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Tyne and Wear HER(6052): Houghton-le-Spring, Hillside Cemetery - Details

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Houghton-le-Spring, Hillside Cemetery



Religious Ritual and Funerary

Funerary Site


Early Modern



Shown on Ordnance Survey first edition map. The cemetery (detached burial ground of the Church of St Michael and All Angels, opened when the churchyard became full during the cholera outbreak of 1853) was consecrated on September 4th 1854. Local residents complained about the cemetery being located in a former quarry (HER 3170). The original entrance was through the adjacent farm, but a new entrance from Sunderland Street was added in 1873. The former Sexton's Lodge is derelict, but the stone lych gate survives, although in need of sympathetic restoration. The cemetery was extended to the east in 1894. The last recorded burial was in 1924, but infrequent burials took place in the 1940s and the last burial may been in 1965. Over 6800 burials took place between 1854 and 1924. The cemetery itself is on two levels, a higher level which is a large enigmatic green open space within the quarry walls, with vaults cut into the cliff face and still retaining some gravestones, and a lower level with many surviving monuments and headstones, which is very atmospheric but overgrown and more difficult to access. There are many notable monuments in Hillside Cemetery - the vault of William Standish (d.1856), the Elliot family vault (Sir George Elliot MP d. 1893), the vault of General William Beckwith (d. 1871) and his wife Priscilla Maria Beckwith (d.1877), Thomas William Usherwood Robinson (d. 1888) a memorial to the Wheatley family and others who fought in the Crimean War. The cemetery is very unusual in having vaults cut into the quarry rock face. Worthy of consideration for adding to the Register of Historic Parks and Gardens. The Friends of Houghton Hillside Cemetery formed in December 2003 to further the historical, cultural and recreational aspects of the burial ground. The group meets regularly and are actively involved in promoting appreciation of the burial ground. They are carrying out research into those who are buried within the cemetery, and can therefore assist people with family tree/genealogical research. In August 2004 the Friends group organised an open day where they dressed in period costume, to celebrate the 150th anniversary of the cemetery. The Friends have restored the lychgate, reinstated the dwarf wall and railings. A Victorian time capsule was found in the foundations of the lychgate. In 2010 they unveiled the restored the celtic cross monument, which is dedicated to those who lost their lives at Houghton Colliery and those in unmarked graves. For more information see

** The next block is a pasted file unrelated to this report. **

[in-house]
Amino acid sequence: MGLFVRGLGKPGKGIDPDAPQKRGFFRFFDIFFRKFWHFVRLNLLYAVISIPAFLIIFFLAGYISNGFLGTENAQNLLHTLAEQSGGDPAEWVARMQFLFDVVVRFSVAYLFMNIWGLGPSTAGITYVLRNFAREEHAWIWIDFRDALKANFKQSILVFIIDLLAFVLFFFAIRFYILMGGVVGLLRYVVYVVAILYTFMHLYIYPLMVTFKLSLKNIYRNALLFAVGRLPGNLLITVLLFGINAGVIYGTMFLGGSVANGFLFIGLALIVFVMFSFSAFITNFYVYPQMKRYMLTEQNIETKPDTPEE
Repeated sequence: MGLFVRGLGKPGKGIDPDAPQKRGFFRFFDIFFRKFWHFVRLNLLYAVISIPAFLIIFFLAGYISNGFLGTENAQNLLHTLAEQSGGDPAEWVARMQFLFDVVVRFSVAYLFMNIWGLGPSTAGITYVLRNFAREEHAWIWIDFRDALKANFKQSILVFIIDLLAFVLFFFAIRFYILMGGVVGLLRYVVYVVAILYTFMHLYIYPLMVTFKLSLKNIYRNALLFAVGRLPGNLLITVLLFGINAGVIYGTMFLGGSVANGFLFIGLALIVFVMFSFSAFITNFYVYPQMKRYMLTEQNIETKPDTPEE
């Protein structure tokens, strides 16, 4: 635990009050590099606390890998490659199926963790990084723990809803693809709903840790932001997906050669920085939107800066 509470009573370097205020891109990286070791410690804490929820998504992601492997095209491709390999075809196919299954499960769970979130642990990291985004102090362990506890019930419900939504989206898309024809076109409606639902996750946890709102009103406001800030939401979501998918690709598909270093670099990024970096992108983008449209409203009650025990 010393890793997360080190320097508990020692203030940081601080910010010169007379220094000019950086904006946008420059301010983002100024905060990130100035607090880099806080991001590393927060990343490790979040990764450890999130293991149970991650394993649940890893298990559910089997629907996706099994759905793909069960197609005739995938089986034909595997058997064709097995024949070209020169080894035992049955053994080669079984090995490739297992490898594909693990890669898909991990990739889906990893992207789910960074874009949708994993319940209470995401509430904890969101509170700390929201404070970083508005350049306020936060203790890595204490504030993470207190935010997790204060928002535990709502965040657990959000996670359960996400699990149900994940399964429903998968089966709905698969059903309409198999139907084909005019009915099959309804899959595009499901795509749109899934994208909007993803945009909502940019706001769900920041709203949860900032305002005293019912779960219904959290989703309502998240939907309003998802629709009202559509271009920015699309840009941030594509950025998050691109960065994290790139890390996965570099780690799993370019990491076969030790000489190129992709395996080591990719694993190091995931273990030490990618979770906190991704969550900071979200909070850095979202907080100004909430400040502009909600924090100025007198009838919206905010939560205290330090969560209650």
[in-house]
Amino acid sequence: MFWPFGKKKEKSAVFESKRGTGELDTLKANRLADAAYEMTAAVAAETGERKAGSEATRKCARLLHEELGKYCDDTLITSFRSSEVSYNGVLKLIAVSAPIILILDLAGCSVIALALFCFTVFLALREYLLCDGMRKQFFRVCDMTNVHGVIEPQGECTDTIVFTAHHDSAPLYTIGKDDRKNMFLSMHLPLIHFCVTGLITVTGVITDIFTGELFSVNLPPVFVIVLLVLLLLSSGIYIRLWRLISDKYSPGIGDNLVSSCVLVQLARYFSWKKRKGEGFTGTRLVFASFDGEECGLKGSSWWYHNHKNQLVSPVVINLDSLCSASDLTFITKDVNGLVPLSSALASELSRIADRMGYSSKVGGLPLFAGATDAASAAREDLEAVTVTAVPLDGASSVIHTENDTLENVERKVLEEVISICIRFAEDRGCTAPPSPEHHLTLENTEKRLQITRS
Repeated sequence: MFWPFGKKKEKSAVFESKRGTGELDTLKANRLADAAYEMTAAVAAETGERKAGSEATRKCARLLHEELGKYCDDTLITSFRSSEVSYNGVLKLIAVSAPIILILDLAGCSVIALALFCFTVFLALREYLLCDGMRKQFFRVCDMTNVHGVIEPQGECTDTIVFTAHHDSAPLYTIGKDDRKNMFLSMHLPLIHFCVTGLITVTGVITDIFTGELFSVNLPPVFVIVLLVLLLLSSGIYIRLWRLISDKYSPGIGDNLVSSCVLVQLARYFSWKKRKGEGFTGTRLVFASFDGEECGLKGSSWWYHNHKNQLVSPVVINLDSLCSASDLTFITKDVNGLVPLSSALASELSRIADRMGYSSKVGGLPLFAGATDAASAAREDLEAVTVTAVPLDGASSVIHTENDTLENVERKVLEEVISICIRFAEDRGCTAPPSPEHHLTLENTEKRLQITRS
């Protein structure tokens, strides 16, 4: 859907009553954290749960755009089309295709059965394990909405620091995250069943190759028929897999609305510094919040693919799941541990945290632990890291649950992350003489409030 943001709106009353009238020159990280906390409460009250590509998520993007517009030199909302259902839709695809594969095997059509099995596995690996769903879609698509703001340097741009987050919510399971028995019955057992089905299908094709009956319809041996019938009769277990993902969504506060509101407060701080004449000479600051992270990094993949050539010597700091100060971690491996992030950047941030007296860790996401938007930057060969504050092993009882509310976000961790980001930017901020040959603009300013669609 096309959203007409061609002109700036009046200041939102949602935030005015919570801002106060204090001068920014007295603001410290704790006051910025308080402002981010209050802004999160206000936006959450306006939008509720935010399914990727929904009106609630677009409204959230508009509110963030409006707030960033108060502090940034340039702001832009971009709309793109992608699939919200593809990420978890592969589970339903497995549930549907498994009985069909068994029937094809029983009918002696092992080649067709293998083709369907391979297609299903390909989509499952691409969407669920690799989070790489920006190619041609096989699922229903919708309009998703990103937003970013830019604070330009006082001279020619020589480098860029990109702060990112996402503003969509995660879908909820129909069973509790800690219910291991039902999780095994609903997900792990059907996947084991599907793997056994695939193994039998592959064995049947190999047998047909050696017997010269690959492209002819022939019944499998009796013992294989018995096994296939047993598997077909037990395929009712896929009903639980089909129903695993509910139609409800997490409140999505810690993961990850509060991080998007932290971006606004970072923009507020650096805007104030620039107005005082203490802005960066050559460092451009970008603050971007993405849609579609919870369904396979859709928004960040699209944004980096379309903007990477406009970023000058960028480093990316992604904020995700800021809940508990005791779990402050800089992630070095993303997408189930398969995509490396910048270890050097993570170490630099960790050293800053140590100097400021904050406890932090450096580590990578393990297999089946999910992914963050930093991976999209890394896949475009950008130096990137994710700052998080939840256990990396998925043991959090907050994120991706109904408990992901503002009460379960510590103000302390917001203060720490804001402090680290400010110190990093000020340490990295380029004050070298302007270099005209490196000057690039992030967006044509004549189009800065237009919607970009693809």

1st edition Ordnance Survey map 1850; Friends of Hillside Cemetery website; P. Lanagan, 2004, Houghton Hillside Cemetery - Guide Map and Notes; Paul Lanagan, 2003-2013, The Burial Ground,; Paul Lanagan, 2010, Memorial Replacement,; Paul Lanagan, 23 April 2009, Joseph Bland Pearson, article in Sunderland Echo; Paul Lanagan, 2012, Remembered with Honour, and 2008 in Sign Post magazine

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